Important Decisions: Financial and Health Care Planning
Death and dying are not topics we talk about easily in our culture. As a general rule, in fact, we avoid them, almost as if to talk about them would bring on a premature demise. As a result, many families are unaware of their loved one's wishes at the end of life and are faced with making difficult decisions. This can lead to family discord and can make a trying situation even harder than it already is.
Norene's father, Richard, showed caring and foresight in planning ahead. He thought about what "quality of life" meant to him. Reflecting on what made life worth living helped him to make decisions about life support issues. (It also helped Richard and his family maximize the things that gave him pleasure!) After clarifying his own values, Richard was able to write an advance directive, a document that stated his wishes concerning health care decisions in case he was unable to speak for himself. He talked with his family about his wishes and asked his eldest son to be his health care representative if a situation came up that was not covered in the advance directive. By planning ahead, Richard was able to lay the groundwork for things to unfold the way he would have wanted them to.
In addition to health care planning, Richard took steps to plan his finances. When he began to have difficulty getting to the bank, he gave his daughter Norene "durable power of attorney." He was able to continue making financial decisions on his own, but this simple document legally allowed Norene to step in and handle his affairs during those times when he was too ill to do so himself. Richard prepared documents stating his wishes for how his belongings were to be distributed. He was also mindful of the fact that medical expenses could eat up the resources he did have and leave very little for his wife to live on afterward. With some planning, Richard was able to protect his assets and safeguard his wife's security.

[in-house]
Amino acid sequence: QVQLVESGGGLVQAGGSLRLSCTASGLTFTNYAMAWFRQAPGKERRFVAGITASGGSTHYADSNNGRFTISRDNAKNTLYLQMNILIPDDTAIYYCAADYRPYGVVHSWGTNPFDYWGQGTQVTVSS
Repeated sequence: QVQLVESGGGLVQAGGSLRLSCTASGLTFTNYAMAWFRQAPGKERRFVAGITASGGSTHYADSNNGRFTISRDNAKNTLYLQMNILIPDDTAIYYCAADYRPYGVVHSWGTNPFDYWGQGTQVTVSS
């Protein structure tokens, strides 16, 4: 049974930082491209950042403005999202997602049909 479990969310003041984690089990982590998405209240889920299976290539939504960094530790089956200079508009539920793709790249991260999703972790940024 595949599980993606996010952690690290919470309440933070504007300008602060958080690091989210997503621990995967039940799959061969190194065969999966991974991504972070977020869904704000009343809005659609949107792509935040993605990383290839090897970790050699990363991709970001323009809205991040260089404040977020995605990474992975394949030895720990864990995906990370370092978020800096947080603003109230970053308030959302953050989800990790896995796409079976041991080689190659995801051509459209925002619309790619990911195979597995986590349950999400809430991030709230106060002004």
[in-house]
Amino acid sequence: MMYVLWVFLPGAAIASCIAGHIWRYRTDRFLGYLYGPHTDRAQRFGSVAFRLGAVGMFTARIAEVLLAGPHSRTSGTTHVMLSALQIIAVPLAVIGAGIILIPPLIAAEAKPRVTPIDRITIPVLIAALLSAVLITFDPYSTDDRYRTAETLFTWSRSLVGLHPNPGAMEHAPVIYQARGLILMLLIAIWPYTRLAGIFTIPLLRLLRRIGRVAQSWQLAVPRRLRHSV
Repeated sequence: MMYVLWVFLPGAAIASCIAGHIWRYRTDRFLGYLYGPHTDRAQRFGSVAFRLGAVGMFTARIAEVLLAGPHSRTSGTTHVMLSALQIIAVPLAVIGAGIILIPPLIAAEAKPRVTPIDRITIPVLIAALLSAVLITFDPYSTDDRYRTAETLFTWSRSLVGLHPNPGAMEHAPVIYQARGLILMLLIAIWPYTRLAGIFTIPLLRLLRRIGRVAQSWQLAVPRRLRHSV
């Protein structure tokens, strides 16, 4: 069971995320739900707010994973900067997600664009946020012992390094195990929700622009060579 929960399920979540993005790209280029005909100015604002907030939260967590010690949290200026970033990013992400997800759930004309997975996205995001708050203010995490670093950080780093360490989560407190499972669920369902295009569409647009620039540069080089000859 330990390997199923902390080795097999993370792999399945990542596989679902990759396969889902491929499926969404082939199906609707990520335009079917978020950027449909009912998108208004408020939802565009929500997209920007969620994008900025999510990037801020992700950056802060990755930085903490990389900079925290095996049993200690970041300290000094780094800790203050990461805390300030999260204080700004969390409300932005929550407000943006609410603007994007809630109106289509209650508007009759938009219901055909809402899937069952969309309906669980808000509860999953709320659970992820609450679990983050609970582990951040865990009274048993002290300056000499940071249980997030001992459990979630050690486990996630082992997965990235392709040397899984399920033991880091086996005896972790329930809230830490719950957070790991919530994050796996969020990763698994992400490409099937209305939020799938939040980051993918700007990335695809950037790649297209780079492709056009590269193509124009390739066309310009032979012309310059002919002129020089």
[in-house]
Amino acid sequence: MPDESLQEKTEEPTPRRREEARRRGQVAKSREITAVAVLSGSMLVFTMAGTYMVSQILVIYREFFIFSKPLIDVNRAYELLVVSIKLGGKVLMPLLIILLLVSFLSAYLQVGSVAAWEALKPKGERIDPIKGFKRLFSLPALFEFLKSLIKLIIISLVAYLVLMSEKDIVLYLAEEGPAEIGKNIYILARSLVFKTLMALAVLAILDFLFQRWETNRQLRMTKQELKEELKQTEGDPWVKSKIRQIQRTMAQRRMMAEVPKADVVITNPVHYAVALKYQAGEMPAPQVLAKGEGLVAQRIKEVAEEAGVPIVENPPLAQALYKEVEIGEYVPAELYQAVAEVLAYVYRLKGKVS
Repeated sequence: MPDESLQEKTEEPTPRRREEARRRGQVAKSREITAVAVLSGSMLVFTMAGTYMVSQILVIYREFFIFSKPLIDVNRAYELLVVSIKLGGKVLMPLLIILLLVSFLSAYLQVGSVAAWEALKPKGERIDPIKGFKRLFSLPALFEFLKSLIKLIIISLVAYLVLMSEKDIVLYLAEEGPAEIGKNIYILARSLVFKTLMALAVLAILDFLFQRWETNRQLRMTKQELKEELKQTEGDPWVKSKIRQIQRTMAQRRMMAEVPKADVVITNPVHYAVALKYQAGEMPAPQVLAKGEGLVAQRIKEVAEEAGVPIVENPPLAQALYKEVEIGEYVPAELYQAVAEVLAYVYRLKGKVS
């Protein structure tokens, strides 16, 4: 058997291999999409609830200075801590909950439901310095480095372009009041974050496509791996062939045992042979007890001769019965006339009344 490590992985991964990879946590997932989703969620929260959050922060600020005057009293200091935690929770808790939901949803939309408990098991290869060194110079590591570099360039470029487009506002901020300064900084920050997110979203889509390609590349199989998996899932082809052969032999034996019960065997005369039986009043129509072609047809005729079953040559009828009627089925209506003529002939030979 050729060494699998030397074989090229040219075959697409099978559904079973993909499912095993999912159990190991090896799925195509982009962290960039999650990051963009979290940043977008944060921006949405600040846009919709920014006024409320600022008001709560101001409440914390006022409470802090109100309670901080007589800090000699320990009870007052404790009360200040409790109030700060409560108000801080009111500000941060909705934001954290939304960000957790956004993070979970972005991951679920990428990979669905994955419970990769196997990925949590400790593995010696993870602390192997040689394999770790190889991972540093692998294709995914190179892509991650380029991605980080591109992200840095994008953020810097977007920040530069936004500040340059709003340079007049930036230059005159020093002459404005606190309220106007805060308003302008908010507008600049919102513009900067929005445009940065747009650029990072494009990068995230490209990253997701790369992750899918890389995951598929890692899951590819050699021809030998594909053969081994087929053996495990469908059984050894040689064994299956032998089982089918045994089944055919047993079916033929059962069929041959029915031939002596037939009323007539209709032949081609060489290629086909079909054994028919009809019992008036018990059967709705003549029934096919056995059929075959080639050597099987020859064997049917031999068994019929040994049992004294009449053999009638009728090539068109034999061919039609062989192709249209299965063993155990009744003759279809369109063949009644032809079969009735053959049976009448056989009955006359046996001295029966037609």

Not all patients are able to make these kinds of decisions ahead of time. Many need help from family members who can assure the patient that it's okay to talk about these things and, in fact, would be helpful for the family if they were discussed. Ideally, all of us adults would have documents stating our desires for the distribution of our belongings and the handling of our medical care at the end of life. After all, any one of us could get in an accident tomorrow! These decisions especially need to be made when a serious illness has been diagnosed, and the sooner the better while the patient still has the ability to think and communicate clearly. To help you, we have tips to start the conversation about planning. Although it can be awkward at first, families who do have these discussions fare a lot better emotionally at the end, not having to guess and knowing they are doing what their loved one wanted them to do.